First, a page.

Emi Group Case Study

2936 words 12 pages
While conducting the analysis of EMI group’s dividend policy, one factor that stood out to us was the clientele effect. The clientele effect shows us who holds most of our outstanding shares. High tax-bracket individuals would prefer zero-to-low dividend payout to save on taxes. Low tax-bracket individuals would prefer a low-to-medium dividend payout, which gives them additional income while helping them save on taxes. An investing corporation would prefer a higher dividend payout because if they own a significant amount of shares, say 1 million, the income stream from that dividend would provide the company with more monetary resources while benefitting from tax exemptions. So before setting a dividend policy for EMI group, we must first …show more content…
What are the central challenges facing the EMI management team?

2. As CFO, how can Martin Stewart contribute to successfully managing EMI?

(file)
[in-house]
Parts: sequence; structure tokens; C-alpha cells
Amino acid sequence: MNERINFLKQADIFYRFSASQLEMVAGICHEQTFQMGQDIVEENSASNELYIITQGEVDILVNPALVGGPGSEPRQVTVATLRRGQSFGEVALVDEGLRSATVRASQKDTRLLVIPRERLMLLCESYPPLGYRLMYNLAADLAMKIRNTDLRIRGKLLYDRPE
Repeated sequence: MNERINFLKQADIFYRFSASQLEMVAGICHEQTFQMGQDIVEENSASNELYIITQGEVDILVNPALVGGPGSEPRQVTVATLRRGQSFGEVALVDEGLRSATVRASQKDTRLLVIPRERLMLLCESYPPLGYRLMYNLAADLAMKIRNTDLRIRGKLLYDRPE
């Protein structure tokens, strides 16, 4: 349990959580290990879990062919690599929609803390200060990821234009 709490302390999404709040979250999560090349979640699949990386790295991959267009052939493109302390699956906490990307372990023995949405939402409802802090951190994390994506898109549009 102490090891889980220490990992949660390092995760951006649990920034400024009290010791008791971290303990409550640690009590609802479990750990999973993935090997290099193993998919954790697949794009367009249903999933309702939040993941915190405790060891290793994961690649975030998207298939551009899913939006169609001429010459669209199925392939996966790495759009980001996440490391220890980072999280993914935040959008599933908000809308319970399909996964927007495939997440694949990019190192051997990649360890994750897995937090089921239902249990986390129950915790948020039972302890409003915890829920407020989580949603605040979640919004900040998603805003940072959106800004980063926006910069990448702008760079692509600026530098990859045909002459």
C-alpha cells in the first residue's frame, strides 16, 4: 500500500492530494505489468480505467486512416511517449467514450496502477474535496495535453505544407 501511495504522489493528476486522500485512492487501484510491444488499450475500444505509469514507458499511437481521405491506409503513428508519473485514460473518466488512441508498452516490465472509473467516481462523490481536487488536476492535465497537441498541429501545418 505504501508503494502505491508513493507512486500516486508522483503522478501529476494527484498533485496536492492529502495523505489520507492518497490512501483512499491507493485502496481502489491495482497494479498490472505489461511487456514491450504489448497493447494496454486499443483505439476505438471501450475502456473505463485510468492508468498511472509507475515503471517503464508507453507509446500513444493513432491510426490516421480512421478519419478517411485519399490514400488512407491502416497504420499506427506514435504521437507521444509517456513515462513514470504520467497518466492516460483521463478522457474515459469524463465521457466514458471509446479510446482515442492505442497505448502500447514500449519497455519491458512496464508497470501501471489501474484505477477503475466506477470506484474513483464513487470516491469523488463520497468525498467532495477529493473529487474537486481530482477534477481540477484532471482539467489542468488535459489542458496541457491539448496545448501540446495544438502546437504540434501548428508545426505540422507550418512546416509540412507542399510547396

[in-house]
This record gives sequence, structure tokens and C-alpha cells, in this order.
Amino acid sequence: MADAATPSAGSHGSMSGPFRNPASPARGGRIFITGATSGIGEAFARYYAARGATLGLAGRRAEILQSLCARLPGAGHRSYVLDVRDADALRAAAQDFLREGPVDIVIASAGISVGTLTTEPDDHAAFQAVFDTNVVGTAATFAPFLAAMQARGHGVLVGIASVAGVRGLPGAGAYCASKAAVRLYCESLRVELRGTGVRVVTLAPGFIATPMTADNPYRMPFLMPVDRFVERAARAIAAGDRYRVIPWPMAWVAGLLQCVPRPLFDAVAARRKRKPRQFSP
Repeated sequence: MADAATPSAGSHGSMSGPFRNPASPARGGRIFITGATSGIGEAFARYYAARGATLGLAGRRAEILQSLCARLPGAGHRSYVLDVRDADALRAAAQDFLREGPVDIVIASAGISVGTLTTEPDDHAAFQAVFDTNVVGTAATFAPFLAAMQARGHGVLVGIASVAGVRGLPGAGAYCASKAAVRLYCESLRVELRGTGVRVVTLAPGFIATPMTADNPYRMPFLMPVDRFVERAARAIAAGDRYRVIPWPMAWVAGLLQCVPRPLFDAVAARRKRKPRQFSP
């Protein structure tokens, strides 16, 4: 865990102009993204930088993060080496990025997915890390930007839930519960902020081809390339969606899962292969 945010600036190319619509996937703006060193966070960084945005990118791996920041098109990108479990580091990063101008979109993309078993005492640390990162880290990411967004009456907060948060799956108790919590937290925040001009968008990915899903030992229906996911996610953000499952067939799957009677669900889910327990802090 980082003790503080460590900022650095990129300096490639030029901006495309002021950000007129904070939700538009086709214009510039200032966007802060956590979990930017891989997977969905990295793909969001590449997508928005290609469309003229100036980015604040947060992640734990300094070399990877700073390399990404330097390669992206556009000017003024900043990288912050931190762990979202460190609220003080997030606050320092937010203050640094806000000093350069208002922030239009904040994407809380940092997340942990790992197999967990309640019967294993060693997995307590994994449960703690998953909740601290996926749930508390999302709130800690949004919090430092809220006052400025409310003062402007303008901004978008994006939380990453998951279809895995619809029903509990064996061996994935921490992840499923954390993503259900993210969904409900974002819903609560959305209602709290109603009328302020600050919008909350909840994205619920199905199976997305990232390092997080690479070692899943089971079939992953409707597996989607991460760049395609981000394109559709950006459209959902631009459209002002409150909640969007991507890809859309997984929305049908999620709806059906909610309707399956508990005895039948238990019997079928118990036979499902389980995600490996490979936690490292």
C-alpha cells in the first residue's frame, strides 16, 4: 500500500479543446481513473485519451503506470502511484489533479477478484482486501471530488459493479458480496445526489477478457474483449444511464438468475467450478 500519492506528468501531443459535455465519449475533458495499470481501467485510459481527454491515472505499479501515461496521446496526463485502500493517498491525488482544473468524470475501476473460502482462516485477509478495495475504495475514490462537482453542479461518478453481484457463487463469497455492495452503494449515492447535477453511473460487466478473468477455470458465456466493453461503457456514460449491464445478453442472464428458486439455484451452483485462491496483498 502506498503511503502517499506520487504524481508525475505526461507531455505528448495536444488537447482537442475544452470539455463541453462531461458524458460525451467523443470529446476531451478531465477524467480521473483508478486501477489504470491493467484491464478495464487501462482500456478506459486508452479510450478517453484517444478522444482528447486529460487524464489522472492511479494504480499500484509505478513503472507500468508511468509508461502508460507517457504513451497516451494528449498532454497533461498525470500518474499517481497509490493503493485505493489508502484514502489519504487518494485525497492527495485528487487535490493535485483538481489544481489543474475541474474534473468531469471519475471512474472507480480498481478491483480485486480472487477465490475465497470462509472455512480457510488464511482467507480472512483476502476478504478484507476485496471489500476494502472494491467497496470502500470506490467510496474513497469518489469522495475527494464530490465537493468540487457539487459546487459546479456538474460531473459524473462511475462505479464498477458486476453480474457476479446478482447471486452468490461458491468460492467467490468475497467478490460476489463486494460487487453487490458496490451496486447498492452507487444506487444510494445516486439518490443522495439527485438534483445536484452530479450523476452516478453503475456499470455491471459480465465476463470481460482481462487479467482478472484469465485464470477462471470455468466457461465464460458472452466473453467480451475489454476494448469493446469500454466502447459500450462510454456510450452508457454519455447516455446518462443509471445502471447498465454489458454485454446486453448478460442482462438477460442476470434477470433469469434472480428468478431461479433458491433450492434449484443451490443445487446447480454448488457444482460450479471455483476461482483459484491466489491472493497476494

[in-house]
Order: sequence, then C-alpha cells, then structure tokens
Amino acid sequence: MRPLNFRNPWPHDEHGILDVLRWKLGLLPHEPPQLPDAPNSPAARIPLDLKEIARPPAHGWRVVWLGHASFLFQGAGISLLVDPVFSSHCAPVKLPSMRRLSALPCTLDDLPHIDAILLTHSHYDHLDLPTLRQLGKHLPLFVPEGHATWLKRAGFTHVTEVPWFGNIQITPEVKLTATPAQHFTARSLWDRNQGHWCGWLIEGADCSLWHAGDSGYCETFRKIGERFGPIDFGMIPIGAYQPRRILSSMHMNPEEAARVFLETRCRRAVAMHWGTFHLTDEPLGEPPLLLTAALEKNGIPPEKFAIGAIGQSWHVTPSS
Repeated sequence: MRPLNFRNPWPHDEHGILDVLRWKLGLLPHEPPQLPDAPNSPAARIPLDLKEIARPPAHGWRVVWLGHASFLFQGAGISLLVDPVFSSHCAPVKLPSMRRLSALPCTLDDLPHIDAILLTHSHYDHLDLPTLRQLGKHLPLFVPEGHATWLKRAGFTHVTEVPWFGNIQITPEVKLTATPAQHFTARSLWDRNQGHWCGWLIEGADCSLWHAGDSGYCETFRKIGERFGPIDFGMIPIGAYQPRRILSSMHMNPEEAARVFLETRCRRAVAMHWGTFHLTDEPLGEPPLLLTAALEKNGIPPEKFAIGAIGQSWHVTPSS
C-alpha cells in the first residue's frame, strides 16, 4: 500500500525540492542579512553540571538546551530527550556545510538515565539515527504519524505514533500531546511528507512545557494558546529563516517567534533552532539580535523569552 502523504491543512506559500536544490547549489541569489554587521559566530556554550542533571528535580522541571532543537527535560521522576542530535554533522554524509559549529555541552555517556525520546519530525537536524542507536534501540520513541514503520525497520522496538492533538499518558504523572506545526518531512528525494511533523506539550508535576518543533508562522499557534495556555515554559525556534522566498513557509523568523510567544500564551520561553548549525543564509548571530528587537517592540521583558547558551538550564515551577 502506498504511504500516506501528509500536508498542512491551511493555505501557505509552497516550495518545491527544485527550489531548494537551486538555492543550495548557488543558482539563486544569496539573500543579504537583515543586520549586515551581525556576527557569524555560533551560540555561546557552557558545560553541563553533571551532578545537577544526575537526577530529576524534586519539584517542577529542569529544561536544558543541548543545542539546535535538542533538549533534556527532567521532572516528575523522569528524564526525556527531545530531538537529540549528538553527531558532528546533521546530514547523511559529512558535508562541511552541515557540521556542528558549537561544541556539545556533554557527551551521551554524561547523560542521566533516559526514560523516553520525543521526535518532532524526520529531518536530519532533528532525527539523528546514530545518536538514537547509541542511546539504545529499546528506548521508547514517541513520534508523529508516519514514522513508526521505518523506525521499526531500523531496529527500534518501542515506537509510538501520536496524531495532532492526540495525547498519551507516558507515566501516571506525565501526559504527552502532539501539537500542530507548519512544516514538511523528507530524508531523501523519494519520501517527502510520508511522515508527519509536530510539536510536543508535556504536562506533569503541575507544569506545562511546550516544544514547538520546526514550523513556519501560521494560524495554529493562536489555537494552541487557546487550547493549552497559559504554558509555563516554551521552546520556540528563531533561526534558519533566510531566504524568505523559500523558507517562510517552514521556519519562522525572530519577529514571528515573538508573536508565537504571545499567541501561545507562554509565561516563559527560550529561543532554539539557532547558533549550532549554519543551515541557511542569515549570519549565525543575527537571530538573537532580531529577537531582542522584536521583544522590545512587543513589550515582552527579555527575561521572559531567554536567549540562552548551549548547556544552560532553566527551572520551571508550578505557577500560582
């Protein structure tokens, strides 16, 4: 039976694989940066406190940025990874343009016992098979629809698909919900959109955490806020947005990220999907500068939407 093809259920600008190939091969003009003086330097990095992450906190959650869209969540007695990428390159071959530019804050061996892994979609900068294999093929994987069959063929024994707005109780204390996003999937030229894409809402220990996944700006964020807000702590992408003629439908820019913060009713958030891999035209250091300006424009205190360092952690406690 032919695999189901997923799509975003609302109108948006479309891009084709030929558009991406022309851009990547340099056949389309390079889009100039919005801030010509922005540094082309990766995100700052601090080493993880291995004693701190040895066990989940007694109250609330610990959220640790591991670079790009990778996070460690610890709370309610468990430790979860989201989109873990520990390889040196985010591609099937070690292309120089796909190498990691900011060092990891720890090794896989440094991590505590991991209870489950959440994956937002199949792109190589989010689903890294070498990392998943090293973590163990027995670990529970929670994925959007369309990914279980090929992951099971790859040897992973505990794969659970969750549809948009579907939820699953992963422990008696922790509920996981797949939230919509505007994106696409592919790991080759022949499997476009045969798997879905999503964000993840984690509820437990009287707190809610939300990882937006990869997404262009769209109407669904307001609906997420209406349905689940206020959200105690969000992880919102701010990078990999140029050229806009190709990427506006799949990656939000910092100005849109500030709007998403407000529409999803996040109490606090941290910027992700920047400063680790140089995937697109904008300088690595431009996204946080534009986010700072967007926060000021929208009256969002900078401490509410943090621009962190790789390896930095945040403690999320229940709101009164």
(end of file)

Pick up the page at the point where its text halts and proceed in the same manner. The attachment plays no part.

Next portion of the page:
3. What do you learn from the sources-and-uses statement provided in case Exhibit 7? What are the implications for EMI’s dividend policy?

4. What dividend policy would you recommend for EMI?

Supplementary Material

An Excel spreadsheet (Case_27.xls) is available for students.

Hypothetical Teaching Plan

1. How is EMI doing? What are your concerns? What does EMI have going for itself?

2. It seems like this dividend decision is a big deal. Do shareholders generally prefer firms that pay dividends? Do you think EMI shareholders would pay more if EMI promised a 6p dividend?

3. Why should the dividend policy matter much at all? Why is this dividend decision so important to EMI?

4. What should Stewart do?

Case Analysis

1. How is EMI doing? What are your concerns? What does EMI have going for itself?

In April 2007, EMI management faces an important challenge as it searches for a new business model in a digital music world. Annual revenue is down 16% for the year and 19% since 2003. Investors are reeling from a series of negative-earnings-guidance surprises. Earnings per share for the year will be announced at −36.3p per share, the company’s worst profit figures. The industry continues to look for a bottom in the


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